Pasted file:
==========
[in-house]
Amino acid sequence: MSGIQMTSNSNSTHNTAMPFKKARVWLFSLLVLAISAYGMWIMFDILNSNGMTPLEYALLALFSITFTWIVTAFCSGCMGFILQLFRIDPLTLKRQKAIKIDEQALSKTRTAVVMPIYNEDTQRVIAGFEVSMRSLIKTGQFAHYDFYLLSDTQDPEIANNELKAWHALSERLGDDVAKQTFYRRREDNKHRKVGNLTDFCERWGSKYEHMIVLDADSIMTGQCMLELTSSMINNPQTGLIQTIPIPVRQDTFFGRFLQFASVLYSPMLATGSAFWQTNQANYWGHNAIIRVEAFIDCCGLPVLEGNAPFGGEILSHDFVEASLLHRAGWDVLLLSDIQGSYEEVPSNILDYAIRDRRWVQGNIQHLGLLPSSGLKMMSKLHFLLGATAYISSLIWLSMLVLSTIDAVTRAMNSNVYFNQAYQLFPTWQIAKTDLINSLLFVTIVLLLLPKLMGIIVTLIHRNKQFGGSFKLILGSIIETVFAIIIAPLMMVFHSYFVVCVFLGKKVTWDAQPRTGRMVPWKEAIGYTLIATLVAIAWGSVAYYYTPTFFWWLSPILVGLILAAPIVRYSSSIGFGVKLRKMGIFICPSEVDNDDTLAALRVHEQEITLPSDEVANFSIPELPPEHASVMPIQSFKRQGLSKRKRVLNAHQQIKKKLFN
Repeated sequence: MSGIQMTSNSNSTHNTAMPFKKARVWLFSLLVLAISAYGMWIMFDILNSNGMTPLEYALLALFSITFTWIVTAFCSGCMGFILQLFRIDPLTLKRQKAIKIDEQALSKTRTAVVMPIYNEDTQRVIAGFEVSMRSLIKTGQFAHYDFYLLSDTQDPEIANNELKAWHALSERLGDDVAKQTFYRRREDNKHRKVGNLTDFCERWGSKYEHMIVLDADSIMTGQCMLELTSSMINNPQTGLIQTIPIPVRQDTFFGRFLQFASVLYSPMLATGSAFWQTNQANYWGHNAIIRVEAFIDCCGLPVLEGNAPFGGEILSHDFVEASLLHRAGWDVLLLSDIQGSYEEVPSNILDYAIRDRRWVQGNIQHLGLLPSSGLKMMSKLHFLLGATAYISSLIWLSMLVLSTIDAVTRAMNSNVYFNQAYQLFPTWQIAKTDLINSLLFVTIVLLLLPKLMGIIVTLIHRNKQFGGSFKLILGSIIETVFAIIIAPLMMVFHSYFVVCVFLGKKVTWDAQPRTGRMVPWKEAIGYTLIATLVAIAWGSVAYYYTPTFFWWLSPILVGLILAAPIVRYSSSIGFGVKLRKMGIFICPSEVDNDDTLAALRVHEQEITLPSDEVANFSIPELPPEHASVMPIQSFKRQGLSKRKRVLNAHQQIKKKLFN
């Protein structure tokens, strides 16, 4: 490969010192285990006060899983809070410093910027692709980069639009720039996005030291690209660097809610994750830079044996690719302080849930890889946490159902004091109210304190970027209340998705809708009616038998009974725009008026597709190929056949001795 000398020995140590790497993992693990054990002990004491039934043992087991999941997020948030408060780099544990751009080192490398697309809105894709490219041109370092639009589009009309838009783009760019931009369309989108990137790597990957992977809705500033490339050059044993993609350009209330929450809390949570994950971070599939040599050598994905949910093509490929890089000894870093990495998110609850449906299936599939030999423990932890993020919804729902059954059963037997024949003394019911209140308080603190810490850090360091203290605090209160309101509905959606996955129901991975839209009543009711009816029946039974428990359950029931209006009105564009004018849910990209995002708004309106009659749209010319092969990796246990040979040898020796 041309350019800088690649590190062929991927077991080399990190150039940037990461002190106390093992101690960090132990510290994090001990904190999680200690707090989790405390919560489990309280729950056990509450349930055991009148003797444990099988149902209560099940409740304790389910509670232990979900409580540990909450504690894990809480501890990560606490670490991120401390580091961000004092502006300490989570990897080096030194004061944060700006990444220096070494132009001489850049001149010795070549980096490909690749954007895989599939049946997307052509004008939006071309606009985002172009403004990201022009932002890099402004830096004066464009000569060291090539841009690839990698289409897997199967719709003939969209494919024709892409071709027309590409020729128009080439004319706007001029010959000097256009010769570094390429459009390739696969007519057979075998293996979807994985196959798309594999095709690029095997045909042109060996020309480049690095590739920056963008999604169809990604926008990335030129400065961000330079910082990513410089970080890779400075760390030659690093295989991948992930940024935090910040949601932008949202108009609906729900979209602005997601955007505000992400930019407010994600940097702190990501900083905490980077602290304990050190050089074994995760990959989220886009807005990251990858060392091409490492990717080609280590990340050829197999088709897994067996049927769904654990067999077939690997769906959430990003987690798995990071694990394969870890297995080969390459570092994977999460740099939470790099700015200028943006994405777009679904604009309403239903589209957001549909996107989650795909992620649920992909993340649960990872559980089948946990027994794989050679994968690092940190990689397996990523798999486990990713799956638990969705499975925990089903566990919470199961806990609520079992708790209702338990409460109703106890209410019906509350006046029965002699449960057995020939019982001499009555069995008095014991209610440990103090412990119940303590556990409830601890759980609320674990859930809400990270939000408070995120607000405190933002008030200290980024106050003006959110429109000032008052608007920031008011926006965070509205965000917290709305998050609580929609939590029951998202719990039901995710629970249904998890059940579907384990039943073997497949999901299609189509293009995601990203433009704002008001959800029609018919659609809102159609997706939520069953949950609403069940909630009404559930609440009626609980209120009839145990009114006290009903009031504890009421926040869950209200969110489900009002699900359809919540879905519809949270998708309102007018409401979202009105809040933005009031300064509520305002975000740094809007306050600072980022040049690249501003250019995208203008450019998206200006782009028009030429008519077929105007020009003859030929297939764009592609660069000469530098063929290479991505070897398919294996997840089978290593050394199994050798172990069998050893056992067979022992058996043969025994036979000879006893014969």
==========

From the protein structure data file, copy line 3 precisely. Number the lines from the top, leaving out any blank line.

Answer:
Repeated sequence: MSGIQMTSNSNSTHNTAMPFKKARVWLFSLLVLAISAYGMWIMFDILNSNGMTPLEYALLALFSITFTWIVTAFCSGCMGFILQLFRIDPLTLKRQKAIKIDEQALSKTRTAVVMPIYNEDTQRVIAGFEVSMRSLIKTGQFAHYDFYLLSDTQDPEIANNELKAWHALSERLGDDVAKQTFYRRREDNKHRKVGNLTDFCERWGSKYEHMIVLDADSIMTGQCMLELTSSMINNPQTGLIQTIPIPVRQDTFFGRFLQFASVLYSPMLATGSAFWQTNQANYWGHNAIIRVEAFIDCCGLPVLEGNAPFGGEILSHDFVEASLLHRAGWDVLLLSDIQGSYEEVPSNILDYAIRDRRWVQGNIQHLGLLPSSGLKMMSKLHFLLGATAYISSLIWLSMLVLSTIDAVTRAMNSNVYFNQAYQLFPTWQIAKTDLINSLLFVTIVLLLLPKLMGIIVTLIHRNKQFGGSFKLILGSIIETVFAIIIAPLMMVFHSYFVVCVFLGKKVTWDAQPRTGRMVPWKEAIGYTLIATLVAIAWGSVAYYYTPTFFWWLSPILVGLILAAPIVRYSSSIGFGVKLRKMGIFICPSEVDNDDTLAALRVHEQEITLPSDEVANFSIPELPPEHASVMPIQSFKRQGLSKRKRVLNAHQQIKKKLFN